MALONE — Franklin County is working to obtain refrigerated trucks that can be used to supplement morgue capacity at the Alice Hyde and Adirondack medical centers should the need arise as the number of deaths from the COVID-19 novel coronavirus continues to climb statewide.
The county Legislature on Thursday authorized a memorandum of understanding with the town of Burke to use a refrigerated trailer owned by the Burke Volunteer Fire Department.
Legislators also authorized County Manager Donna Kissane to sign a similar agreement with a private company in the Saranac Lake area after consulting with it once an agreement is drafted.
The trailers would add capacity to the morgues at the two hospitals, county Coroner Ron Keough said. At present, Alice Hyde’s morgue can handle three bodies, Adirondack Medical Center has capacity for four, Keough said.
There have been no deaths related to the coronavirus in Franklin County so far, but county officials are being proactive in case there are deaths locally. Statewide, more than 2,900 people had died from the virus as of Friday, with the national death toll around 7,100.
Gov. Andrew M. Cuomo said Wednesday that models show the number of deaths in New York state could reach as high as 93,000 people. Cuomo said the models show the pandemic is expected to peak in New York in the next one to three weeks.
The cost to the county of the Burke vehicle is expected to be minimal, with only a small amount needed to retrofit the electrical system, said County Attorney Jonathan Miller. The county will also be responsible for maintenance and fuel use, he said.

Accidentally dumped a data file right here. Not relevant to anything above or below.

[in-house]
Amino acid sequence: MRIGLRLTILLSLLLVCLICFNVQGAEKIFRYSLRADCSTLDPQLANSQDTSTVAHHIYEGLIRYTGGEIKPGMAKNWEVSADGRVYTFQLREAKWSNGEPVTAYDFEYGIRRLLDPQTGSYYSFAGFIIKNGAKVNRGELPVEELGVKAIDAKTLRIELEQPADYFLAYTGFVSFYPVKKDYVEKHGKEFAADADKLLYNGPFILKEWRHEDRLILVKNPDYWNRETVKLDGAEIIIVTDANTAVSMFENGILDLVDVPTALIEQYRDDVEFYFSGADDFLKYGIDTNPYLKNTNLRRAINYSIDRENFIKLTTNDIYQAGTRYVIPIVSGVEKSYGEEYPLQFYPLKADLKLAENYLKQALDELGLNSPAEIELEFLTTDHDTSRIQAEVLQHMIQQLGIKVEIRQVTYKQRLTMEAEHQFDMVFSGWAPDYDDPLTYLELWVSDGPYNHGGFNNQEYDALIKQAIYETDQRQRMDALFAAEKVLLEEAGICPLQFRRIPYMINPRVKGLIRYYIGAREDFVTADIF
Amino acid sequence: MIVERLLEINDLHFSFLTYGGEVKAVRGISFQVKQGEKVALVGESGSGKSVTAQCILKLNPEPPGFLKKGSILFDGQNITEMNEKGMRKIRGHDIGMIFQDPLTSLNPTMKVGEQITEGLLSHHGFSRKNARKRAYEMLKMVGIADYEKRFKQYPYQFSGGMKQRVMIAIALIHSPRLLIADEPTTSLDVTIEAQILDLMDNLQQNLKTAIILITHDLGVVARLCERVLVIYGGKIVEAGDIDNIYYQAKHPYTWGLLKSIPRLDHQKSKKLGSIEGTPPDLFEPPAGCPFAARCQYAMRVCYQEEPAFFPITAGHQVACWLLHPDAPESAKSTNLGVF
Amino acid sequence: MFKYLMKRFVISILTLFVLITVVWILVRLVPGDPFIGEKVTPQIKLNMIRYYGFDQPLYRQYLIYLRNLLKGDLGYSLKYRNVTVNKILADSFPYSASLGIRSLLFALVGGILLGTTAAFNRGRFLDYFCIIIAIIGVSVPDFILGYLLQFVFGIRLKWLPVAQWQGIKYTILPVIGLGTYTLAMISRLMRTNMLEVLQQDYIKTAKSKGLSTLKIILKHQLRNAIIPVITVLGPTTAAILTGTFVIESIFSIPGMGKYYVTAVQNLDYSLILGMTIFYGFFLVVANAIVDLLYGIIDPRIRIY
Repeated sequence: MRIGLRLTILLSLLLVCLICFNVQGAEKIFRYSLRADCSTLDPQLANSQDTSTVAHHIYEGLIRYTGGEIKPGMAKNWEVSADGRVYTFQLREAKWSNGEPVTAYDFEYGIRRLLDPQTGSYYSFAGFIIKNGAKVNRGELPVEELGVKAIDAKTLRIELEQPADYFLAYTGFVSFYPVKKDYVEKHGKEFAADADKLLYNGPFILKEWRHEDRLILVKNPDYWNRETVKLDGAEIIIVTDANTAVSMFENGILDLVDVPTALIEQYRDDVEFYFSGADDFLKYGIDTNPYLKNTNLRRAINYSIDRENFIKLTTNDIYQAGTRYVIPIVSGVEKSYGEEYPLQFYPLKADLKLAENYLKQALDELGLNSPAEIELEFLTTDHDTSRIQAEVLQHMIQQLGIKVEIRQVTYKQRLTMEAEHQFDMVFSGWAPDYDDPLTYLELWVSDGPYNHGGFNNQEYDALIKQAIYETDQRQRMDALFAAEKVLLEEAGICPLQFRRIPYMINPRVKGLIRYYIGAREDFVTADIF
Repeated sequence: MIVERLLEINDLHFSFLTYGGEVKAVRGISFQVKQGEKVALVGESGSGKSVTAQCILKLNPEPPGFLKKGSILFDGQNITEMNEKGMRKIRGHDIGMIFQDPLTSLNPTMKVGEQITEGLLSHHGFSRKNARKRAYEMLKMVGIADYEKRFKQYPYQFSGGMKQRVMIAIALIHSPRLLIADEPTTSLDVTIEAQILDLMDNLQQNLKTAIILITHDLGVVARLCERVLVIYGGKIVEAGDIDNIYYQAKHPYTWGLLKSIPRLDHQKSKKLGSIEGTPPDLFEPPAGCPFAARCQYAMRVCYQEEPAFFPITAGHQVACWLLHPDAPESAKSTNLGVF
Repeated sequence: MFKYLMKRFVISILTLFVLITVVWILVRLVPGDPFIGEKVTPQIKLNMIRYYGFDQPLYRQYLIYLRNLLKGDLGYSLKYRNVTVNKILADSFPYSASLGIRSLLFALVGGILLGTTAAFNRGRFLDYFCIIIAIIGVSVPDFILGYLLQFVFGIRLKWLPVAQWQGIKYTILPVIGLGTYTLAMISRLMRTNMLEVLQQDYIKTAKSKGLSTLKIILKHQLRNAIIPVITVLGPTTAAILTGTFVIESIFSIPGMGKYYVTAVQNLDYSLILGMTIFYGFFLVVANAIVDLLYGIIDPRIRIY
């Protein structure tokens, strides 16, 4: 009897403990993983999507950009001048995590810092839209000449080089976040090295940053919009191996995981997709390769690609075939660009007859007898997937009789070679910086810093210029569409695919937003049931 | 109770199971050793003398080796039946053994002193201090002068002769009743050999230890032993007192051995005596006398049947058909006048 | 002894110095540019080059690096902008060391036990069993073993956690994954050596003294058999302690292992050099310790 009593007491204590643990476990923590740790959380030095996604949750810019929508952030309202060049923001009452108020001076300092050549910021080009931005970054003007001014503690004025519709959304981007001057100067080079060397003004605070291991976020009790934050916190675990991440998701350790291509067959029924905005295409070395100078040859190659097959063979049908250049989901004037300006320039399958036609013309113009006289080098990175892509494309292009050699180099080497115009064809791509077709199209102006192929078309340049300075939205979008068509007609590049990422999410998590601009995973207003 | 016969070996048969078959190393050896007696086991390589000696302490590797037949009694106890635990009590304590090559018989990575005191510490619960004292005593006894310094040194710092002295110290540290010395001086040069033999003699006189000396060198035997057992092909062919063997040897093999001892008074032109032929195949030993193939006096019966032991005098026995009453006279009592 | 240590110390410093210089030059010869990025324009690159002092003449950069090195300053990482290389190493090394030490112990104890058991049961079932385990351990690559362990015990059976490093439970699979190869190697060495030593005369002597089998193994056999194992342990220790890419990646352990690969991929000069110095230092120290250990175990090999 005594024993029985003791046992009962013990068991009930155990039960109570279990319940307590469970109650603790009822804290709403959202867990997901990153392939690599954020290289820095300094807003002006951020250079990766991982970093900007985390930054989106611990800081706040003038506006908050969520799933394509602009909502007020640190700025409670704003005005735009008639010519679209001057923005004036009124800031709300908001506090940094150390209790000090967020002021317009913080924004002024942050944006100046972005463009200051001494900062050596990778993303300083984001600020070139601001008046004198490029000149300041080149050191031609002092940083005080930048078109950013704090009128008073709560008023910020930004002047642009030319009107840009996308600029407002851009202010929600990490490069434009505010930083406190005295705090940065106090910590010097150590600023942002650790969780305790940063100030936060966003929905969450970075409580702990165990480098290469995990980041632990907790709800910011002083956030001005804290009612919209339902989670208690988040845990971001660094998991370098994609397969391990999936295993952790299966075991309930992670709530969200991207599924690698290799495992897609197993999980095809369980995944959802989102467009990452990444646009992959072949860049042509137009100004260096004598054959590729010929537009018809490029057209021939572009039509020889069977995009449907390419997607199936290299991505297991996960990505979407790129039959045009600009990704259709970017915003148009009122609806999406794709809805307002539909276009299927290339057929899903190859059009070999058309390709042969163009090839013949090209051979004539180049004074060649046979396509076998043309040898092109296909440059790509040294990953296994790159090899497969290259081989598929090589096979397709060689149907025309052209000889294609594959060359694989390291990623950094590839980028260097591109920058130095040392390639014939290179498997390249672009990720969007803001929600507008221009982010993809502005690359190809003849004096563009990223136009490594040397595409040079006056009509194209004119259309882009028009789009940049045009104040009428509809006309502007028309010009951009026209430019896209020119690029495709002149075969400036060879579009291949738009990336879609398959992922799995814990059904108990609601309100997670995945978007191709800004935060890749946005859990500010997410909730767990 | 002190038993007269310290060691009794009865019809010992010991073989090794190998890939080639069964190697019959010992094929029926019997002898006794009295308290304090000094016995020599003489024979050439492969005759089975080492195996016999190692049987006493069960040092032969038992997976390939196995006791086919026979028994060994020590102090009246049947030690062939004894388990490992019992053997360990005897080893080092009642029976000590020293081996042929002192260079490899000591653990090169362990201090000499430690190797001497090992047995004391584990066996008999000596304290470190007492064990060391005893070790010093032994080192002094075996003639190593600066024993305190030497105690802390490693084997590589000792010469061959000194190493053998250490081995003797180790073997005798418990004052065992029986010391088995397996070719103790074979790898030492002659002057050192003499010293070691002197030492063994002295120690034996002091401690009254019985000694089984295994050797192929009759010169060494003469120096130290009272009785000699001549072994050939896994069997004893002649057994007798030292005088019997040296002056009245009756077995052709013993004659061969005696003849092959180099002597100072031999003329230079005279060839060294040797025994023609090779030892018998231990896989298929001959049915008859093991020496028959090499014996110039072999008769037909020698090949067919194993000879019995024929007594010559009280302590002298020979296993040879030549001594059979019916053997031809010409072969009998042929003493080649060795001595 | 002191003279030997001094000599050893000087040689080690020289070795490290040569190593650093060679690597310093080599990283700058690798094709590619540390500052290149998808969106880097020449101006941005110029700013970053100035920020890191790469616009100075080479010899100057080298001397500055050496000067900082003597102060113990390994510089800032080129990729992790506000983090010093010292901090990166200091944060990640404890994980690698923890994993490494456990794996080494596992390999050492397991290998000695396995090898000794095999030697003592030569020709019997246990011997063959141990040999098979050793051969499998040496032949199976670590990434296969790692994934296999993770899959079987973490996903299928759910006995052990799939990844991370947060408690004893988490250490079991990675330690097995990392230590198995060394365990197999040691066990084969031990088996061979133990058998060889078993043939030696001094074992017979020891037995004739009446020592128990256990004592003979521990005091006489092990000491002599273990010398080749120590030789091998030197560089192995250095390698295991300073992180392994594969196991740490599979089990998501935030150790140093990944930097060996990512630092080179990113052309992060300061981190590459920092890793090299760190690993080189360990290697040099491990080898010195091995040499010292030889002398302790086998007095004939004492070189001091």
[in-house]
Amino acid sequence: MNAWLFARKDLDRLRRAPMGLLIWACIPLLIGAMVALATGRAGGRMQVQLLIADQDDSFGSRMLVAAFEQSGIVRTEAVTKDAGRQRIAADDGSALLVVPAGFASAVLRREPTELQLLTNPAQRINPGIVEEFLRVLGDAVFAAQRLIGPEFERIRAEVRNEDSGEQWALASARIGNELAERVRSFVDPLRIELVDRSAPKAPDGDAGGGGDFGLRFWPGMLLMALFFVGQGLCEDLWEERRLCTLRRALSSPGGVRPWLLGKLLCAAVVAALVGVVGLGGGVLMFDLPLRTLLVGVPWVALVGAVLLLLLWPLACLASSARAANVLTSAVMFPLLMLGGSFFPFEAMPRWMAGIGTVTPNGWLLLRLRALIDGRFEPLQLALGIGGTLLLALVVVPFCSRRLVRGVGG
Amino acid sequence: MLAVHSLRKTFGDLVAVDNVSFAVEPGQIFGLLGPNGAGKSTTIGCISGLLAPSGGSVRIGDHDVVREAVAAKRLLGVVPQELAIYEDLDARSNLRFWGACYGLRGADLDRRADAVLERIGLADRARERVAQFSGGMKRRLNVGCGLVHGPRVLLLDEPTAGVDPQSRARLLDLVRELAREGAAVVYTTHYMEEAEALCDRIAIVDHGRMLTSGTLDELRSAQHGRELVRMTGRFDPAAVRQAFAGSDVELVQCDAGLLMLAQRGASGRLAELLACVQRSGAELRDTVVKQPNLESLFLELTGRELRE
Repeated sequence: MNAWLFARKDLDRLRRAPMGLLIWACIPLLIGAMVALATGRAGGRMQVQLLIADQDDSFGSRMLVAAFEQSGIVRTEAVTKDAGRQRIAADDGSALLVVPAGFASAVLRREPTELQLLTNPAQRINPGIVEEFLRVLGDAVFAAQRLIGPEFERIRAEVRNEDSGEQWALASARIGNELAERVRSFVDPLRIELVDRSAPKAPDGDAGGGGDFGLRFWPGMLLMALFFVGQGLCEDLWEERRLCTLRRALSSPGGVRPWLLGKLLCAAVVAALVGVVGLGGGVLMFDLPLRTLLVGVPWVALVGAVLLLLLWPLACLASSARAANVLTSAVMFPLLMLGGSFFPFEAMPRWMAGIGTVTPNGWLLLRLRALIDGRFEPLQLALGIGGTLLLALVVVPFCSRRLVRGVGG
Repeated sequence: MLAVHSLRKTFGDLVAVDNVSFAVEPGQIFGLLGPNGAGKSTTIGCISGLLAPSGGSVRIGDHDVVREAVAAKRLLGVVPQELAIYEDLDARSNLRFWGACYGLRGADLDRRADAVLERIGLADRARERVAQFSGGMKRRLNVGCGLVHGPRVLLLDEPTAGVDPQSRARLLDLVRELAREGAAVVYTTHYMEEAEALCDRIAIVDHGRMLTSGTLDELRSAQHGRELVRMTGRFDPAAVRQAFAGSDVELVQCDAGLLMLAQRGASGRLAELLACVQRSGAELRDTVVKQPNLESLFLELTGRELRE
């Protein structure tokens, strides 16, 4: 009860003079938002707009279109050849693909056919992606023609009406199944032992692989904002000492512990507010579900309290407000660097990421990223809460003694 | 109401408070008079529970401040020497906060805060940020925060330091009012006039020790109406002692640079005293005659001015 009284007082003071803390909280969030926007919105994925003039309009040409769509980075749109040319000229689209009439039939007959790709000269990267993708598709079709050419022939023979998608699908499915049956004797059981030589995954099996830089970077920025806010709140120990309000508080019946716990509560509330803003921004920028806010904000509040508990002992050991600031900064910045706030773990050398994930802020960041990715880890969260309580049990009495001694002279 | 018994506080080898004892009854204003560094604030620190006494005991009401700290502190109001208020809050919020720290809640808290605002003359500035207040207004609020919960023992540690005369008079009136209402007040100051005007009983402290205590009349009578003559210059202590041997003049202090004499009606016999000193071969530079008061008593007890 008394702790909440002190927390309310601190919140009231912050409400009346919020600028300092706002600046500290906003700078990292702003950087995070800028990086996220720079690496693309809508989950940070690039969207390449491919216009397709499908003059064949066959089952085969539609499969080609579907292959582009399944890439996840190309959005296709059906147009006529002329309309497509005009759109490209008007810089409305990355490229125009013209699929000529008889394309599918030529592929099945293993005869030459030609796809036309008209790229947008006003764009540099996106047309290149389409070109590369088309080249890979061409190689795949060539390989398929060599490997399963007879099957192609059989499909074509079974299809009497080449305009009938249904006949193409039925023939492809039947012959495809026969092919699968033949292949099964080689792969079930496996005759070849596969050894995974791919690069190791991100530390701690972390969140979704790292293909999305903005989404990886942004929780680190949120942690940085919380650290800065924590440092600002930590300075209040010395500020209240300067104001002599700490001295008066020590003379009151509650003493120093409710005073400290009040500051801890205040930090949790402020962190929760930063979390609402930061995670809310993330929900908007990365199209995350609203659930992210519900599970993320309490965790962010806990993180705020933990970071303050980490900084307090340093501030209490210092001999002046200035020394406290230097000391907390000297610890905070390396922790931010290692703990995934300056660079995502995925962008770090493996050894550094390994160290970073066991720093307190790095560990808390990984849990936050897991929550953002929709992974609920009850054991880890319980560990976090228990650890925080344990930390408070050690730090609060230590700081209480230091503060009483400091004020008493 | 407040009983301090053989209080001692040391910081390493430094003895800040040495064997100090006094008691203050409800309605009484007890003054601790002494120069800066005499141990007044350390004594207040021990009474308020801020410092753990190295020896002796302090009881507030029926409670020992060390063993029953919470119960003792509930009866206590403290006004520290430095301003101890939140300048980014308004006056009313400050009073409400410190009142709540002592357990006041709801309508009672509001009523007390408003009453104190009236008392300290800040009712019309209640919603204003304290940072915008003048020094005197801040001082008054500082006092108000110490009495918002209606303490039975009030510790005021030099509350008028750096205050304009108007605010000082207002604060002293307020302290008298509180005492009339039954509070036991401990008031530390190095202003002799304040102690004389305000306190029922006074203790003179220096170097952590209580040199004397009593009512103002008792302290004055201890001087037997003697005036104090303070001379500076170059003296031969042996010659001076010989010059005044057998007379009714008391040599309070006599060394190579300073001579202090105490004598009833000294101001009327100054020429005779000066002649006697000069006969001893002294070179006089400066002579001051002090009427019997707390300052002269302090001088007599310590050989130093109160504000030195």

The money spent should be reimbursable through the Federal Emergency Management Agency, he added.
The vehicle being eyed for Saranac Lake is currently not working and could require a more extensive overhaul, Miller said. That cost will be shared by both AMC and Essex County, he said.
The measure approved Thursday authorizes the county to spend up to $5,000 for that work.
Legislature Chairman Don Dabiew, D-Bombay, asked if county officials had sought another vehicle that might cost less, but Keough said nothing else is available.
The nearest available refrigerated truck is in Boston, Keough said, adding that it could have been taken since he last checked.
“Everybody is gobbling them up,” he said.
The county is also working on a plan to double the number of available coroners by creating four deputy positions.
The county’s four coroners — Keough, Shawn Stuart, Brian Langdon and Bert Wilcox — are elected, but the deputies would be appointed. They would still have to be sworn in and file an oath of office, said Keough, who is chairman of the coroners unit.